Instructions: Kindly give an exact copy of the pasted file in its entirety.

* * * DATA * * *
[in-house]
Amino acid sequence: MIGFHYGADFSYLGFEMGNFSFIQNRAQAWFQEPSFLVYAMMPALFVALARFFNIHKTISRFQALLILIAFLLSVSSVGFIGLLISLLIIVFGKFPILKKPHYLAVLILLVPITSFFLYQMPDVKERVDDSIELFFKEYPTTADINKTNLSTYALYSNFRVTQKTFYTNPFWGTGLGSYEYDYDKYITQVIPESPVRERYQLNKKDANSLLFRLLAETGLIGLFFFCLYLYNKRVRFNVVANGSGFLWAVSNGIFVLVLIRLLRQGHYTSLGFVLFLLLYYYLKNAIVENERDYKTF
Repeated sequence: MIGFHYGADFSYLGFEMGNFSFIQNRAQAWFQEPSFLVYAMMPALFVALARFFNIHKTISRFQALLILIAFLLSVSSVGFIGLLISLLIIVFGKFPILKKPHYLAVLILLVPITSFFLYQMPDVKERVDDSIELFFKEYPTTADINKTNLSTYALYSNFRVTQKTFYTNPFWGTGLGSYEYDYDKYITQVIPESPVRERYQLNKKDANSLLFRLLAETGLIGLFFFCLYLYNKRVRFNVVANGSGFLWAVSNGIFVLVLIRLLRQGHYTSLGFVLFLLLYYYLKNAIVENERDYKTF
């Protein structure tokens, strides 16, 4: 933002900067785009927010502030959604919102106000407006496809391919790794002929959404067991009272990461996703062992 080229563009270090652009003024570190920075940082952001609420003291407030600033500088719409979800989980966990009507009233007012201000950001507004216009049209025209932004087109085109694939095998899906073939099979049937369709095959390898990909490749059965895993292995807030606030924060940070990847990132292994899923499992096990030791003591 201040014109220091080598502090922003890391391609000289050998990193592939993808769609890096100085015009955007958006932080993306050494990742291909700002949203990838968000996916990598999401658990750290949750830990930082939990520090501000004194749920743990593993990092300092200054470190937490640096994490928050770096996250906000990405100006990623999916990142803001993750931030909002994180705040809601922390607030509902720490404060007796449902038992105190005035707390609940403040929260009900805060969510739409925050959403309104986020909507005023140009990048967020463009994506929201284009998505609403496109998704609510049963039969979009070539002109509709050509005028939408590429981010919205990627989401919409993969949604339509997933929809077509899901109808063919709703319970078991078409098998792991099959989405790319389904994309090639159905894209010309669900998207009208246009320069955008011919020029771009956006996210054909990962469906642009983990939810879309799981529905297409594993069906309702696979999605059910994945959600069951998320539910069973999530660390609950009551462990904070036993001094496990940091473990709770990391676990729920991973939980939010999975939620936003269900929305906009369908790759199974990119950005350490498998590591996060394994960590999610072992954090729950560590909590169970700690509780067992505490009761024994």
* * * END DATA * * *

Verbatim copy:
[in-house]
Amino acid sequence: MIGFHYGADFSYLGFEMGNFSFIQNRAQAWFQEPSFLVYAMMPALFVALARFFNIHKTISRFQALLILIAFLLSVSSVGFIGLLISLLIIVFGKFPILKKPHYLAVLILLVPITSFFLYQMPDVKERVDDSIELFFKEYPTTADINKTNLSTYALYSNFRVTQKTFYTNPFWGTGLGSYEYDYDKYITQVIPESPVRERYQLNKKDANSLLFRLLAETGLIGLFFFCLYLYNKRVRFNVVANGSGFLWAVSNGIFVLVLIRLLRQGHYTSLGFVLFLLLYYYLKNAIVENERDYKTF
Repeated sequence: MIGFHYGADFSYLGFEMGNFSFIQNRAQAWFQEPSFLVYAMMPALFVALARFFNIHKTISRFQALLILIAFLLSVSSVGFIGLLISLLIIVFGKFPILKKPHYLAVLILLVPITSFFLYQMPDVKERVDDSIELFFKEYPTTADINKTNLSTYALYSNFRVTQKTFYTNPFWGTGLGSYEYDYDKYITQVIPESPVRERYQLNKKDANSLLFRLLAETGLIGLFFFCLYLYNKRVRFNVVANGSGFLWAVSNGIFVLVLIRLLRQGHYTSLGFVLFLLLYYYLKNAIVENERDYKTF
């Protein structure tokens, strides 16, 4: 933002900067785009927010502030959604919102106000407006496809391919790794002929959404067991009272990461996703062992 080229563009270090652009003024570190920075940082952001609420003291407030600033500088719409979800989980966990009507009233007012201000950001507004216009049209025209932004087109085109694939095998899906073939099979049937369709095959390898990909490749059965895993292995807030606030924060940070990847990132292994899923499992096990030791003591 201040014109220091080598502090922003890391391609000289050998990193592939993808769609890096100085015009955007958006932080993306050494990742291909700002949203990838968000996916990598999401658990750290949750830990930082939990520090501000004194749920743990593993990092300092200054470190937490640096994490928050770096996250906000990405100006990623999916990142803001993750931030909002994180705040809601922390607030509902720490404060007796449902038992105190005035707390609940403040929260009900805060969510739409925050959403309104986020909507005023140009990048967020463009994506929201284009998505609403496109998704609510049963039969979009070539002109509709050509005028939408590429981010919205990627989401919409993969949604339509997933929809077509899901109808063919709703319970078991078409098998792991099959989405790319389904994309090639159905894209010309669900998207009208246009320069955008011919020029771009956006996210054909990962469906642009983990939810879309799981529905297409594993069906309702696979999605059910994945959600069951998320539910069973999530660390609950009551462990904070036993001094496990940091473990709770990391676990729920991973939980939010999975939620936003269900929305906009369908790759199974990119950005350490498998590591996060394994960590999610072992954090729950560590909590169970700690509780067992505490009761024994």